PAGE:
"He is too fat to run fast."
Translation:Li estas tro dika por rapide kuri.
PMEG gives this explanation: http://bertilow.com/pmeg/gramatiko/i-verboj/kun_rolvortetoj.html
It's something to do with clarifying the role of the verb within the sentence, although it can indeed be left out sometimes. For the sentence of this discussion, it would sound a bit odd to me if "por" were left out.
If you @Novantico would replace the simple present tense run by present continuous tense running , just as a thought experiment, when you think of these kind of sentences, it is much clearer what por is needed force... since these are equal (enough here) :
too fat for running
too fat to run
Qomprende amigo ?
Actually I think the problem is rather the inconsistent use of to and for in English for he same thing, but that is just my personal add-on. BTW since for and por are written so similar it could be a good mnemo tech thing...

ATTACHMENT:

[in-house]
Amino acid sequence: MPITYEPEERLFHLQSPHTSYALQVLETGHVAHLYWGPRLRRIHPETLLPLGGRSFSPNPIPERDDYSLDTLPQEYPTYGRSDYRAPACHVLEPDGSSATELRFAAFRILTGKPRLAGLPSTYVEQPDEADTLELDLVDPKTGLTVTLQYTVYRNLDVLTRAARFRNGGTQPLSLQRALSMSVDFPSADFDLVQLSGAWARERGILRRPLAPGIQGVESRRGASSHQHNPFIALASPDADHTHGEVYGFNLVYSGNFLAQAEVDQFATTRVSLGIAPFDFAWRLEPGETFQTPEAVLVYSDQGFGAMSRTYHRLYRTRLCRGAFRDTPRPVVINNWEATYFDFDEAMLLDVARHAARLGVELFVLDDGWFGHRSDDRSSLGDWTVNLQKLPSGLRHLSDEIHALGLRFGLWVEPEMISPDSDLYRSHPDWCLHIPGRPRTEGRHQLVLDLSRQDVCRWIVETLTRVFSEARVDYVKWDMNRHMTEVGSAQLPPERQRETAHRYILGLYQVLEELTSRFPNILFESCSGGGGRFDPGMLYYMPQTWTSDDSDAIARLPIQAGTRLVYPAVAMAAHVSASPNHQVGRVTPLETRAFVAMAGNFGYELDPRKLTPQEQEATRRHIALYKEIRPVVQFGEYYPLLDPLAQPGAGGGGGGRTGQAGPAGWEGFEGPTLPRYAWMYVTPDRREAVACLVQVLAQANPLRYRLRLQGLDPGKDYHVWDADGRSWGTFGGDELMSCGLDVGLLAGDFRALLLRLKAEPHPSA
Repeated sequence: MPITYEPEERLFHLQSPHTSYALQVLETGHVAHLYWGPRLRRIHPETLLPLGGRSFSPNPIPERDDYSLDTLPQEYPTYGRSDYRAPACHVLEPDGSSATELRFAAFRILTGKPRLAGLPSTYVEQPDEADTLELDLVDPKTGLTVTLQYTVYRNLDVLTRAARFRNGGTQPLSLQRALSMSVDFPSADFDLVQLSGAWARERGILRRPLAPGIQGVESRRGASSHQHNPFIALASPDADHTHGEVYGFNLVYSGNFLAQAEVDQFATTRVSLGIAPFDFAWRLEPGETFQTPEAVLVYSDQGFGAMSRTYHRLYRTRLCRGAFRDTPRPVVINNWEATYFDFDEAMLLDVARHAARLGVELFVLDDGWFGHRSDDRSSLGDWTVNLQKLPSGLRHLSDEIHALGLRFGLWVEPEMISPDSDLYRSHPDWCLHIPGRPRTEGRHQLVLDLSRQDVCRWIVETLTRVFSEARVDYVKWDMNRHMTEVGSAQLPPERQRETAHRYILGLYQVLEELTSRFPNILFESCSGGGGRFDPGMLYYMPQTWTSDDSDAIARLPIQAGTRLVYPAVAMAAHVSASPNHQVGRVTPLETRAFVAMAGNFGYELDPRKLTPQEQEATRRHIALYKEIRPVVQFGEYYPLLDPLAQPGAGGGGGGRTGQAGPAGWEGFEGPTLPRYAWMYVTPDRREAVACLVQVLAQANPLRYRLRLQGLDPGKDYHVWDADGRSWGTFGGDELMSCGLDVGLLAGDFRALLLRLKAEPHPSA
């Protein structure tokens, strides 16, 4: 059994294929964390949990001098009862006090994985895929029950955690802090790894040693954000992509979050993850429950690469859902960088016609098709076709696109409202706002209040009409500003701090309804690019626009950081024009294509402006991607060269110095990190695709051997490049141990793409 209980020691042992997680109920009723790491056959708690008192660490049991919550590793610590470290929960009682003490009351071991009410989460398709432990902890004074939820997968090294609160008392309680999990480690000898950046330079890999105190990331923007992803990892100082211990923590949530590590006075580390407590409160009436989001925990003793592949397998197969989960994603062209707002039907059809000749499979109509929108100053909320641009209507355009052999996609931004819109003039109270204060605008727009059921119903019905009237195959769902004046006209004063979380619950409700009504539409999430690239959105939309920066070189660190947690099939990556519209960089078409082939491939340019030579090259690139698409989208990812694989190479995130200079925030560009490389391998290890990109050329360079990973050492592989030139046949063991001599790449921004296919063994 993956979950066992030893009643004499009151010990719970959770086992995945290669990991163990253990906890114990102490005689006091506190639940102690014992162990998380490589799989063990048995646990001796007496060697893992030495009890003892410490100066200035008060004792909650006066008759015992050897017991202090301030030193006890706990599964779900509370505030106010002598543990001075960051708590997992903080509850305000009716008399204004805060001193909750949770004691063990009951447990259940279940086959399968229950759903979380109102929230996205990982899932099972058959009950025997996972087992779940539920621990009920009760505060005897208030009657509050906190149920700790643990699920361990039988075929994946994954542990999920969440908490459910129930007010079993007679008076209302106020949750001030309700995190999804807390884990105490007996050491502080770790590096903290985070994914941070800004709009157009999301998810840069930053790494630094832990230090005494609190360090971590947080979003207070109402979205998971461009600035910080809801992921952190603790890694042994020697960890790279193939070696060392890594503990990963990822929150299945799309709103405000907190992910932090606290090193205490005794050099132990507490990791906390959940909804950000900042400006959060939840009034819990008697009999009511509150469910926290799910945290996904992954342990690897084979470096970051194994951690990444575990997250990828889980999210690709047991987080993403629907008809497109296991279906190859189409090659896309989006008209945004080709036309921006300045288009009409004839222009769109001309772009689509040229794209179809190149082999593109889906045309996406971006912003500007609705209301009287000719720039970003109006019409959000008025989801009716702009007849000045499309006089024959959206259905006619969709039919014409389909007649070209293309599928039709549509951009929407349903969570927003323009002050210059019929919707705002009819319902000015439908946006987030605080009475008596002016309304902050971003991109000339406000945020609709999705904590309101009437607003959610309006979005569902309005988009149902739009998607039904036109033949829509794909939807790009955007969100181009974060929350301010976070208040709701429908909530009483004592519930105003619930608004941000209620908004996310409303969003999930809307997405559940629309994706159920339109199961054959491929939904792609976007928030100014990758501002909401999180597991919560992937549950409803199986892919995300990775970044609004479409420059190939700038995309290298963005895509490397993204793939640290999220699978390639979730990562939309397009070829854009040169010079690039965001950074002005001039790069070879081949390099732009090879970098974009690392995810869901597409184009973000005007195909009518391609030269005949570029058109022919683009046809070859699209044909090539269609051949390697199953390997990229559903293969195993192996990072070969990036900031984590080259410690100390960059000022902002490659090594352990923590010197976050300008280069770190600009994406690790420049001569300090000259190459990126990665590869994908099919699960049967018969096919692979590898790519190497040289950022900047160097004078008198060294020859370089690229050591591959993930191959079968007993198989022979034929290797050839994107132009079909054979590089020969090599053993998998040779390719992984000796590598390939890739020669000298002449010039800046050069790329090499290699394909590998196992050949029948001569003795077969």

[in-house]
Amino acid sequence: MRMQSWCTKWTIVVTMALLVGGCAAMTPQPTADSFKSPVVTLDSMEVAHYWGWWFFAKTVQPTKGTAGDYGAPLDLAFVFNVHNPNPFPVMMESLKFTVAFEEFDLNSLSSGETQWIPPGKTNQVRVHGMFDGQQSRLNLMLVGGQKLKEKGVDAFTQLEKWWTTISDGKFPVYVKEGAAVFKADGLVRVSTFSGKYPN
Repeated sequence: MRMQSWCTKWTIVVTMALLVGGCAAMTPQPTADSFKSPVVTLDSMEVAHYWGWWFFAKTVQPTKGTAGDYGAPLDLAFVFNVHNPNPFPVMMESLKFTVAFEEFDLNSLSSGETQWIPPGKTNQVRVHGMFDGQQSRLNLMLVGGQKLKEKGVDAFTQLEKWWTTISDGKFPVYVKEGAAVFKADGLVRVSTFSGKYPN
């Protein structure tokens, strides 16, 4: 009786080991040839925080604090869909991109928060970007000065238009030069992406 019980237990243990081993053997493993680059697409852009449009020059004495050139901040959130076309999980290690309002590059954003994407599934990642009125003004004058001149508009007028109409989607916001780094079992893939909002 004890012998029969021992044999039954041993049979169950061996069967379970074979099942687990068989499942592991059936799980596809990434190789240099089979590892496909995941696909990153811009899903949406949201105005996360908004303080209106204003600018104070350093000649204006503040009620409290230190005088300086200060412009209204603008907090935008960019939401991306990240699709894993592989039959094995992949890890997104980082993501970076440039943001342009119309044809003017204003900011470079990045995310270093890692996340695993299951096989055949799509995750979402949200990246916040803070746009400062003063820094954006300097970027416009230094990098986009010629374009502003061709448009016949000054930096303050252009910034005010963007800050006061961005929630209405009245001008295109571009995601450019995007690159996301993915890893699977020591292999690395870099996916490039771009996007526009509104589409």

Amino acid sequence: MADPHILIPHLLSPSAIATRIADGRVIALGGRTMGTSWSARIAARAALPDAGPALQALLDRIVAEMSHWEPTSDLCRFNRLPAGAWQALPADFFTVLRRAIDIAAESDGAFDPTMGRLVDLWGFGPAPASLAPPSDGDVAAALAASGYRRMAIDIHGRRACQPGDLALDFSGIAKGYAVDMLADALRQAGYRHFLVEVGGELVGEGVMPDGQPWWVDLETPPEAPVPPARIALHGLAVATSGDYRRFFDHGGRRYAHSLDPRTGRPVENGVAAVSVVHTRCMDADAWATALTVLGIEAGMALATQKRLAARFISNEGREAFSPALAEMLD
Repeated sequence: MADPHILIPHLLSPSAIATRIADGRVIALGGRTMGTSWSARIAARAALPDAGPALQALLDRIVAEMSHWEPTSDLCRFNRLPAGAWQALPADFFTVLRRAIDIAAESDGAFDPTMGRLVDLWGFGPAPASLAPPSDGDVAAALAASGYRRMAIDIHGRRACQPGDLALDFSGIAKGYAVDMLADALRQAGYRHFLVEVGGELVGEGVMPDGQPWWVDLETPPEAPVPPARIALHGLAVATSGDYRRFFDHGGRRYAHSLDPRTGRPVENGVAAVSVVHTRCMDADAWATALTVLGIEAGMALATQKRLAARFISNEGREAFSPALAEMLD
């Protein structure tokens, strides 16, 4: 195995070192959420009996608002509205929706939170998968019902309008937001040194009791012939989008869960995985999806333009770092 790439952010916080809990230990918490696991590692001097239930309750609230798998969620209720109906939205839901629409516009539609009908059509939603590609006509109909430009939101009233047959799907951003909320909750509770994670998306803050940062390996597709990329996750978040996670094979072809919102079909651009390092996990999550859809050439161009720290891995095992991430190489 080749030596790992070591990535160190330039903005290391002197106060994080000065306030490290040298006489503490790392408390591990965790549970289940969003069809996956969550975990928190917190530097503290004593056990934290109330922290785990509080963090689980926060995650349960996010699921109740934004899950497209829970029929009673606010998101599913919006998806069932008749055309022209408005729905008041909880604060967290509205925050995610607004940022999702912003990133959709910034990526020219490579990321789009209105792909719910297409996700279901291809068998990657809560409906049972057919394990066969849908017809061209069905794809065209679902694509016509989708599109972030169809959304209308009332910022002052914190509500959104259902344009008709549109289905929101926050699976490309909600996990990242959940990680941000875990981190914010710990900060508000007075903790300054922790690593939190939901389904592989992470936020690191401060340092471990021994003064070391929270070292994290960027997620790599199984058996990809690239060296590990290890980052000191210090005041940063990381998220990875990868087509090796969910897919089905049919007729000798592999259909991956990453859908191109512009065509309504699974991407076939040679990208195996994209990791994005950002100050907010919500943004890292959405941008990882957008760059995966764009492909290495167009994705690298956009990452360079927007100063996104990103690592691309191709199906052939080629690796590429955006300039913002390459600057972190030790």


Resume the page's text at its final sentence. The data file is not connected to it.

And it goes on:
just mina du cents...
does the adverb always precede the verb in Esperanto "rapide kuri" as opposed to "kuri rapide", or should I have reported this?
From what I understand so far, "in order to". I believe in these types of sentences in English, the preposition "to" serves a similar function or the same as "por" in Esperanto, rather than strictly forming part of the infinitive. It may be also because we tend to drop the "in order" part in English. I can't see this with 100% certainty. Maybe someone with a better understanding of this particular aspect of grammar when know better than I woul, or could explain it in more detail. Just thought this may help.